The Master of Suspense, revered filmmaker Alfred Hitchcock, actually hung out at a Hawaii hotel on a family vacation. While the man often regarded as the greatest British filmmaker is more associated with psychological thriller dramas, his granddaughter Tere Carrubba says he was quite opposite at home: a loving, jovial, sweet family man who loved to spend time with his wife, daughter, and granddaughters.
Tere - and I'm going to refer to her by her first name due to a familiarity that comes with being related by marriage - and her husband are in the Islands this week for the Hawaii International Film Festival, in which she attended the screening of his 1945 film Spellbound. After, she answered questions from the audience.
Tere (far right) and her sisters on family vacation in Switzerland. Courtesy: Tere Carrubba
She does this all the time. She's invited to speak at festivals and events around the world about her famous grandfather, who directed more than fifty feature films in a career spanning six decades. Her mother, Pat, used to be the spokesperson, but can no longer do that, so it's up to Tere or her sister Mary. There is a third sister who prefers not to give public speeches.
Usually, she says, people want to know what Hitchcock was like outside of work, which is right in her wheelhouse. Anyway, she says she couldn't really talk movie jargon. "I was so young when the movies came out, I can't really answer many technical questions. I was in third grade when Psycho came out." She does, however, list Strangers on a Train and The Birds as her favorite films of her grandfather's.
Tere (right) and her sister on the set of North by Northwest. Courtesy: Tere Carrubba
On the other hand, she laughs, she's an expert on what he was like as a family man. At first, like all children of celebrities, it didn't dawn on her. "He was the only grandfarther I knew; I didn't know any different."
Tere describes him as "quite a character; he had a sense of humor. One year we spent Christmas with him and he dressed up as Santa Claus. That was pretty funny!"
When she was in first or second grade, she realized he was special, "but it wasn't important to me. There were more important things to a seven year old."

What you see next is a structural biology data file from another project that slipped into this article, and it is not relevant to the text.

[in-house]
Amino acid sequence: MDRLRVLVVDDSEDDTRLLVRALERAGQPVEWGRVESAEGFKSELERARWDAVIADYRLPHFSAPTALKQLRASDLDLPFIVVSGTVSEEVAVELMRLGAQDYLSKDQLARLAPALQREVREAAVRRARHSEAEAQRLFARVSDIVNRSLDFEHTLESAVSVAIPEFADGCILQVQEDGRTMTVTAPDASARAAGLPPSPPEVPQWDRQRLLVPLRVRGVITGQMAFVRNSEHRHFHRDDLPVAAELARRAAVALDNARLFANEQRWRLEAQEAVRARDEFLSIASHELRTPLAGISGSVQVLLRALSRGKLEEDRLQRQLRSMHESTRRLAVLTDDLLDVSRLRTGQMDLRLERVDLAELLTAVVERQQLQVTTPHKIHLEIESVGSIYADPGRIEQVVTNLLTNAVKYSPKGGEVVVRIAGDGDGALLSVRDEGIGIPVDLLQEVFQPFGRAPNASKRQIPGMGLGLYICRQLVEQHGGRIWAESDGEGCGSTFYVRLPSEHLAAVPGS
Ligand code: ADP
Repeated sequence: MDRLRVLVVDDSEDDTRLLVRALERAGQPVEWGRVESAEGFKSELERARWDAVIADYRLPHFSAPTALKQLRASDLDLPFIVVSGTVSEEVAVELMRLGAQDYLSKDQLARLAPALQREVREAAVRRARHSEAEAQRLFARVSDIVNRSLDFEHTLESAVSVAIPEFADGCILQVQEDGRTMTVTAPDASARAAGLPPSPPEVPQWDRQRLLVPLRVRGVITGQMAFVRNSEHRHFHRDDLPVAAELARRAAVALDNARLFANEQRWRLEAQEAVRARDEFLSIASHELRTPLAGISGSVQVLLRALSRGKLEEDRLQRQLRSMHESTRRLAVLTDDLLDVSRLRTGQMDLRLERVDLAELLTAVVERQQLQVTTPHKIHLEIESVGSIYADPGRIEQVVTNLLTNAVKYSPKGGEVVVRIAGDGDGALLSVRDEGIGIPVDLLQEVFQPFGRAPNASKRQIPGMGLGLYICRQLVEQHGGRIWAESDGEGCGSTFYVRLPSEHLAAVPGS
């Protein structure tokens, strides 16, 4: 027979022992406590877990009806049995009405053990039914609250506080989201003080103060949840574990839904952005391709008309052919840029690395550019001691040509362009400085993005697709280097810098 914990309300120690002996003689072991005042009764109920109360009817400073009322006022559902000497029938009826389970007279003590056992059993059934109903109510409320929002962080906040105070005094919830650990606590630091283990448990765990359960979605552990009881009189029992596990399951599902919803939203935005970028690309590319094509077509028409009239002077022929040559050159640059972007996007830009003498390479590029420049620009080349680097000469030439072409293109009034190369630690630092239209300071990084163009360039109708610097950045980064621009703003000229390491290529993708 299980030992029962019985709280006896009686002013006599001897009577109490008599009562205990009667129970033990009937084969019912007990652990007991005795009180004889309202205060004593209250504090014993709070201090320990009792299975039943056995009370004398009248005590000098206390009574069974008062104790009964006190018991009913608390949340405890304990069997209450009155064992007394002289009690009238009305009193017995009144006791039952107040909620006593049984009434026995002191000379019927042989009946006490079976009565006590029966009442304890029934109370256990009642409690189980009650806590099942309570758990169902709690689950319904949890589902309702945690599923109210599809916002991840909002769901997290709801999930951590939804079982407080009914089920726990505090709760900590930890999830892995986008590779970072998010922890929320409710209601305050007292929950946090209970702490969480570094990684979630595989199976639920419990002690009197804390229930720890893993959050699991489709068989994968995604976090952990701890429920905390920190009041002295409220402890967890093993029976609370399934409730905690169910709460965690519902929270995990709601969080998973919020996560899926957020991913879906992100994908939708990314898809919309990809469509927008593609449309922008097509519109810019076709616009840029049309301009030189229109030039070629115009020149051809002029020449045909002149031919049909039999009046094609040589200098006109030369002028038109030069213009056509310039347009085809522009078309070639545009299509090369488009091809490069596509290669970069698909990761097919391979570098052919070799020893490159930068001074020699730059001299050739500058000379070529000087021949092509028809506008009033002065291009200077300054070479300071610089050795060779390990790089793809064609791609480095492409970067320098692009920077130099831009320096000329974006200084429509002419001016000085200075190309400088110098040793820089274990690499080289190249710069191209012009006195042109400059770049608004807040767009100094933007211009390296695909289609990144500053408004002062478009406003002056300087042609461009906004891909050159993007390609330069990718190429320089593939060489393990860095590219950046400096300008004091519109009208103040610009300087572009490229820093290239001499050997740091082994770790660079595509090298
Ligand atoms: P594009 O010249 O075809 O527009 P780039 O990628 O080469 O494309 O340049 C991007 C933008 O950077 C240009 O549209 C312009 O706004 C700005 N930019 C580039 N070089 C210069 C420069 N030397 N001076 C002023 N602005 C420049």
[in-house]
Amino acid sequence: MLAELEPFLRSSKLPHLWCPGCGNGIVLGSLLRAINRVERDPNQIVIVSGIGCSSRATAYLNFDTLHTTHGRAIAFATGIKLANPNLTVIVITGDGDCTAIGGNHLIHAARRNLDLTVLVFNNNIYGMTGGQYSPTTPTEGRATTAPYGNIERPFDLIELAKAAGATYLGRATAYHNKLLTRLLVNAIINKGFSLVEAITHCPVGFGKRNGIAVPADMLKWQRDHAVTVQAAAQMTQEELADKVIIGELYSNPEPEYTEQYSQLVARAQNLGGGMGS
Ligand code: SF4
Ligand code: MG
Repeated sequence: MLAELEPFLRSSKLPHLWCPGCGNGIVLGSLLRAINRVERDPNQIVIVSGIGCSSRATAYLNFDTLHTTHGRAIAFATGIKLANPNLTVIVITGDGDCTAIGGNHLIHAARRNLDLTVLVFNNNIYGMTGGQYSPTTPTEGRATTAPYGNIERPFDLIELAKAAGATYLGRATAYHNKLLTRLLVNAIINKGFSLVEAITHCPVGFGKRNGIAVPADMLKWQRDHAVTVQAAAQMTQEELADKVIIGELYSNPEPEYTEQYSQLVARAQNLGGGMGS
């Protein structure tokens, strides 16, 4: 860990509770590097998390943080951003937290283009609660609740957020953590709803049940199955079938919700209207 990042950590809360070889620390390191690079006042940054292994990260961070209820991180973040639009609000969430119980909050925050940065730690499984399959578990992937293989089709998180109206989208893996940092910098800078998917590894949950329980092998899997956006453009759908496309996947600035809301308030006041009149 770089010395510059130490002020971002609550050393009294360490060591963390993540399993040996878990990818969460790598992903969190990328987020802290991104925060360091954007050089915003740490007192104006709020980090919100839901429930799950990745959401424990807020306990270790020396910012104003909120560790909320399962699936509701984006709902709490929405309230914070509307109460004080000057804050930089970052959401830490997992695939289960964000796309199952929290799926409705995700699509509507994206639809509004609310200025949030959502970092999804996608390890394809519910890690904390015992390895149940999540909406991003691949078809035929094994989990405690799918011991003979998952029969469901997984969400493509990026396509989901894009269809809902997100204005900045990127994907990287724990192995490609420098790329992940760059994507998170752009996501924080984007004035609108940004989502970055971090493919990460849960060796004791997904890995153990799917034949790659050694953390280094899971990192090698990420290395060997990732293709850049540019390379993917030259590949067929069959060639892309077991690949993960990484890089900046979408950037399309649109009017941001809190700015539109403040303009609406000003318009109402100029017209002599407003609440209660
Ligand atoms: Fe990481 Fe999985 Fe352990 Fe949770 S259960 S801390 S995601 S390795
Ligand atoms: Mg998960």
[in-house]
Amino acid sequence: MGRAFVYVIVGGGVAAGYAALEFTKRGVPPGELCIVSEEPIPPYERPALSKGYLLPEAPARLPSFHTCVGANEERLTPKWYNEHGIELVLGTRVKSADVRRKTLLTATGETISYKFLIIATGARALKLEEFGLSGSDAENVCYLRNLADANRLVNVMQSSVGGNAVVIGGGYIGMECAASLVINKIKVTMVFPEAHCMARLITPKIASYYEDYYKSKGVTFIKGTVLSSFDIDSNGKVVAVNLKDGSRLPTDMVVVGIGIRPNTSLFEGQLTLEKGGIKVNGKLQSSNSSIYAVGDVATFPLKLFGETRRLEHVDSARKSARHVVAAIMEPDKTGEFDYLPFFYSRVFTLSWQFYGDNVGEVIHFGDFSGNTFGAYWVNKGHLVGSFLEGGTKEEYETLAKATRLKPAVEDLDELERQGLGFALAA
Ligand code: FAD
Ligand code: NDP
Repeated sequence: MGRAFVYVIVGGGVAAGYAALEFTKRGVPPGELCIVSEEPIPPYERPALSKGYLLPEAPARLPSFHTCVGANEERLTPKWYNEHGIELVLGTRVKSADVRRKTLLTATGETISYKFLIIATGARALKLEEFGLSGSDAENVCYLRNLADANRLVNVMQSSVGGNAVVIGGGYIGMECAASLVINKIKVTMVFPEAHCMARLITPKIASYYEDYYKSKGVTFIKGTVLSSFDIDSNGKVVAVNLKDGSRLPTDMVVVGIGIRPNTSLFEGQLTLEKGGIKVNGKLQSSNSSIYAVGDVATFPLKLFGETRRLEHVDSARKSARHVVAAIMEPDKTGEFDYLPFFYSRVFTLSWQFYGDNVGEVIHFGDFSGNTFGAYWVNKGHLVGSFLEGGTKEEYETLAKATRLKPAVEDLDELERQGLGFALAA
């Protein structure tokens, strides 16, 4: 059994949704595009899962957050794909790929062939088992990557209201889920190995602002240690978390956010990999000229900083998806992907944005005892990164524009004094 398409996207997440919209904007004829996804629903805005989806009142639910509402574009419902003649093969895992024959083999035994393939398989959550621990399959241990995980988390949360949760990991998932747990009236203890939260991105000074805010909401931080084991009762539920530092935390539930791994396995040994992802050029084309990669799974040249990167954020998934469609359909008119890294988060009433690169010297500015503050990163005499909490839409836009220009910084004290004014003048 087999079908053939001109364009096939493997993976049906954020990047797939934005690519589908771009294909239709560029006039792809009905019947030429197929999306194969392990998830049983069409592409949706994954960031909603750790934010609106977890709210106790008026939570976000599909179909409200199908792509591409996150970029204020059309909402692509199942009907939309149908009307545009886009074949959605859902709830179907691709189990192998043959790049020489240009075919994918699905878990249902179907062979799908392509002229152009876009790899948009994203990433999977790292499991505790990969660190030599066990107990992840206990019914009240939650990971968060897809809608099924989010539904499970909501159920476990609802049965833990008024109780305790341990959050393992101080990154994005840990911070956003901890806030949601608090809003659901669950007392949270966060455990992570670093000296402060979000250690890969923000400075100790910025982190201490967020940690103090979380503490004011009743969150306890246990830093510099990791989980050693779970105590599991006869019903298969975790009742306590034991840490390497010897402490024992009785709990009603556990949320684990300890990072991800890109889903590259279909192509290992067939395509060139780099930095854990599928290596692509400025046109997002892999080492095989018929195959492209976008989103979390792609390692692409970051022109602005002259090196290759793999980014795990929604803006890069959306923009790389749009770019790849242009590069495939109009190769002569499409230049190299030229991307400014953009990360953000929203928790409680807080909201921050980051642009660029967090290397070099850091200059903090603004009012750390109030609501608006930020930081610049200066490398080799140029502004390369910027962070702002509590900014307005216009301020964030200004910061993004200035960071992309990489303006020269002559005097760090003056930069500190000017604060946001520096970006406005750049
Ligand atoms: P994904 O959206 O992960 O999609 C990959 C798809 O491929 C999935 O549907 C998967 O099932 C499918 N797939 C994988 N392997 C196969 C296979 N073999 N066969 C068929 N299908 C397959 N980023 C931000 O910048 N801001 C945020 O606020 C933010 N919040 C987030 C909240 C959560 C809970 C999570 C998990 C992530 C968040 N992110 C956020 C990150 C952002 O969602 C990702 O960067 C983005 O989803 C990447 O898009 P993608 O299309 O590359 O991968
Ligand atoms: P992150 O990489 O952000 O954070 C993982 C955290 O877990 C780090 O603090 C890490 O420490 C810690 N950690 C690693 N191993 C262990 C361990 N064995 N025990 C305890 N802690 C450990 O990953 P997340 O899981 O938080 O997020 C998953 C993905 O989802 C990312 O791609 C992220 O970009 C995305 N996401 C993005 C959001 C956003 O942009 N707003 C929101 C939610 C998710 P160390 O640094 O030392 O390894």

Then, as she got older, she realized his significance. "We'd be places and I saw all the attention he drew." Sometimes she or her sisters would pick him up at the studio and take him grocery shopping (which he loved!) and "it was odd at the produce aisle. Women would look, and be like, 'No that can't be him.'"
As masterful as he was in his craft, Tere says he left work at work. "Once he got home, he was home. That was his place of relaxing and being with family. We saw him and my grandmother a lot. They lived 30 minutes away, but we were there once a week," she says of his Los Angeles home.
Tere reflects on her close relationship with her grandfather. Was there one special memory that stands out? No, she says, there were too many. "Just all the times we spent together alone. Just family. Family was huge to him."
It's ironic, I point out, that despite her grandfather's iconic status in cinema, none of his descendants went into acting or making films. She nods, "I didn't have a passion. I don't think any of us had a passion for it, and you have to have a passion to be successful because it's a tough industry." The closest its gets to showbiz is her sister Katie, a lawyer for DreamWorks.
Me interviewing Tere.
Tere's excited to be in the Islands for HIFF. It's her first time to get involved with that film festival, and she says she's pleased to be invited. "To this day, he's revered in the entertainment industry. I don't know that there's been anyone since him, that did what he did. It's a legacy, and I'm honored to represent him. I hope to do it well."
This isn't, however, her first time to Hawaii. She has been coming annually since she was a child. In fact, they vacationed here in 1971. "We came with my grandparents for Christmas to Mauna Kea. It was his idea, and it was a fun time. They enjoyed being here. It was beautiful," recalls Tere. But he certainly didn't come for the tropical sun as most tourists do. "He didn't wear a swimsuit. He didn't like the sun."
Paul & Tere Carrubba
November 2015: The Ako family first cousins and spouses.
Her ties to Hawaii got even stronger after she met and married my paternal first cousin, Paul Carrubba, in 1988. The yearly visits continue, and though their trips are always whirlwind, we all try to squeeze in a family gathering.
Nov. 2015: The Ako family (two-thirds of us.) The rest live in the mainland.
Tere says so much about the Aloha State appeals to her: the natural beauty, the peacefulness of Hawaii, and - like her grandfather- the draw of family.